P247 Fungal infections in children with inflammatory bowel disease

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Background: Paediatric inflammatory bowel disease is often considered the “purest” form of disease without many extraneous influences of adult behaviour, e.g. smoking or disease comorbidity. Although the exact relationship between fungi and Crohn disease has not been clearly established, some evidence points to the possible role of Candida albicans in the processes leading to, or maintaining, inflammation at this entity. The aim of our study is to compare the prevalence of Candida between IBD patients and control group

Methods: In cohort of 43 children with IBD (27 children with Crohn's disease and 16 with colitis ulcerosa, (mean age 16.44 (SD=2.92)) we considered fungal infection at the time of diagnosis and at least one time during the course of follow-up in and compared it with control group of 34 children with gastrointestinal symptomatology (mean age 9.16 (SD=5.16)). It was performed stool cultivation for isolation of fungi, blood analysis for antigen of Candida (mannan) and antibodies against Candida in class of IgM and IgG. Activity of bowel inflammation was evaluated by fecal calprotectin level in both of group. The obtained data were statistically analysed using chi-square test, spearman correlation and binary logistic regression.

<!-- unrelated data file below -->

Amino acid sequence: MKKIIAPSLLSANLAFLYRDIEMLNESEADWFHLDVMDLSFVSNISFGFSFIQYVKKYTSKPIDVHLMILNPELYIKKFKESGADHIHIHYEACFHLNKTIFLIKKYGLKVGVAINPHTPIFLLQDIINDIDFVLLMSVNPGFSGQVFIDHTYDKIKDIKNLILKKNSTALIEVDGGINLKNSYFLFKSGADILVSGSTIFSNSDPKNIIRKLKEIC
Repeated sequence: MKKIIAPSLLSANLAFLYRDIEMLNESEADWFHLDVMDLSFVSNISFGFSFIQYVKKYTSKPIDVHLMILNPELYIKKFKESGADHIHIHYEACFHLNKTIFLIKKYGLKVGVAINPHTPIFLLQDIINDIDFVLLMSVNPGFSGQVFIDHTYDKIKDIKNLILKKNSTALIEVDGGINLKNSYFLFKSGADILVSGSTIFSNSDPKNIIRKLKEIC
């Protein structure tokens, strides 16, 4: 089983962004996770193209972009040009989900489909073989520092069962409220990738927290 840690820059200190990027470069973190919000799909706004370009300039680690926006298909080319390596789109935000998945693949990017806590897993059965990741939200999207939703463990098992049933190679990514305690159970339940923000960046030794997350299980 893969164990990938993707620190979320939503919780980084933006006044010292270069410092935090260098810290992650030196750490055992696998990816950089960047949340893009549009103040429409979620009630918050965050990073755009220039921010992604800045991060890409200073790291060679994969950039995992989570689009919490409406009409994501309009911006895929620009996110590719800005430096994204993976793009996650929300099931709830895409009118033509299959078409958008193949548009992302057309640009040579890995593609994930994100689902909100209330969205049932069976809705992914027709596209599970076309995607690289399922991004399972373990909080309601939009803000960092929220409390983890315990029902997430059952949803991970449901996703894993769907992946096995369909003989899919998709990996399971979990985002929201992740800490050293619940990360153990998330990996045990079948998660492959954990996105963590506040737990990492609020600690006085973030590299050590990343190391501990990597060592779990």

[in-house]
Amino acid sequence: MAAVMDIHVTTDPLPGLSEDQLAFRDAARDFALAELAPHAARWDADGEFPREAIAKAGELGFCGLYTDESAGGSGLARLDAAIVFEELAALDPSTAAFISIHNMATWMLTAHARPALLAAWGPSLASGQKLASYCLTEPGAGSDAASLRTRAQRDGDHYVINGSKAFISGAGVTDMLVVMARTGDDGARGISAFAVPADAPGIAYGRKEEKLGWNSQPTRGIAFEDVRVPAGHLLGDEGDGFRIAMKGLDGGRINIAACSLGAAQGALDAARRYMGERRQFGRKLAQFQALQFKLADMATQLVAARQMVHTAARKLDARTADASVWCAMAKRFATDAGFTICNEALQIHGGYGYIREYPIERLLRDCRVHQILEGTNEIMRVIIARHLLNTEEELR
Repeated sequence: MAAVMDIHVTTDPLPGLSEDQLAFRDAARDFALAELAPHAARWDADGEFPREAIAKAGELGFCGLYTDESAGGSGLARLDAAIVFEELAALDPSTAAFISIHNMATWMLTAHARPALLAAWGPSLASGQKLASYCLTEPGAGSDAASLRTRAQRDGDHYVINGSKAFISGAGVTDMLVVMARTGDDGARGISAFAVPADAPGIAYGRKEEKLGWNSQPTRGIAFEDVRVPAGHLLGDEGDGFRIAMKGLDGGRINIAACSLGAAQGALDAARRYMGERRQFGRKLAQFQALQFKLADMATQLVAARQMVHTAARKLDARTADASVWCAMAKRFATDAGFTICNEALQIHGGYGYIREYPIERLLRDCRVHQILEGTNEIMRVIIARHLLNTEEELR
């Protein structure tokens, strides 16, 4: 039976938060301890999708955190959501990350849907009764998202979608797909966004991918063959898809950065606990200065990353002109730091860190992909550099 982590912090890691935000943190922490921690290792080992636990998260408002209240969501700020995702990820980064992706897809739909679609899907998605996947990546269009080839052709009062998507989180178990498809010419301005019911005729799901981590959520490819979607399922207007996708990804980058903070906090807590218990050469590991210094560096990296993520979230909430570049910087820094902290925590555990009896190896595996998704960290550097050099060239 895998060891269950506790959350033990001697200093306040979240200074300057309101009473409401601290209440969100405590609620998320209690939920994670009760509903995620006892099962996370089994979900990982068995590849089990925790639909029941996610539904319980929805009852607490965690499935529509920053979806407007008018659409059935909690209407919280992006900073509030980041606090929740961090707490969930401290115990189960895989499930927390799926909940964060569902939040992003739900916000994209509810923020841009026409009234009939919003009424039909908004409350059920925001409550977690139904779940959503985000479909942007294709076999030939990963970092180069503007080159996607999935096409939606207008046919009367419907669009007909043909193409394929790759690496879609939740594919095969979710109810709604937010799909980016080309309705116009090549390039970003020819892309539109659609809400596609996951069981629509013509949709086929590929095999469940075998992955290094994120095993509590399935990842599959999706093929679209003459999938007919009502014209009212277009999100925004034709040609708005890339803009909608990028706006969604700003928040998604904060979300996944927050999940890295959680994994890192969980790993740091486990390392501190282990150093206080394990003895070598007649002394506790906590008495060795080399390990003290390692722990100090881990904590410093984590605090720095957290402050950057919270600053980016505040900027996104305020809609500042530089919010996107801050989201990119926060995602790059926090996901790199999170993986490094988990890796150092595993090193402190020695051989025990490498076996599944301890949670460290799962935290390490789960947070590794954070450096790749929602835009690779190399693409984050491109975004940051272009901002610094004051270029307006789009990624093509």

Results: Patients with IBD showed significantly higher prevalence of positivity towards antigen of Candida, antigen of Aspergillus, antibodies against_Candida class of IgM, fungi in stool and calprotectin (χ2 range: 3.8–26.5, p<0.05) compared to control group. There was no significant difference in antibodies_against Candida class of_IgG prevalence. The amount of fungi in stool moderately correlated with the amount of calprotectin (ρ=0.455, p<0.001) in all patients. Positive antigen_Candida is associated with positive fungi in stool (OR=5.25, 95% CI: 1.32–20.92, p<0.05) and positive calprotectin (OR=10.08, 95% CI: 2.35–43.31, p<0.01).

Conclusions: Among the fungi colonizing the human gut, Candida species are the most prevalent in the digestive tract. Candida albicans is considered to be the most important commensal yeast in the human intestine. Bacterial composition in CD compared with healthy controls has been the subject of several investigations and several potentially disease-associated bacteria have been identified, but no study compared evidence of Candida in comparison with control group. Our study showed significant differences in evidence of Candida infection in IBD patients at time of diagnosis with comparison of control group of GI symptomatic patients.

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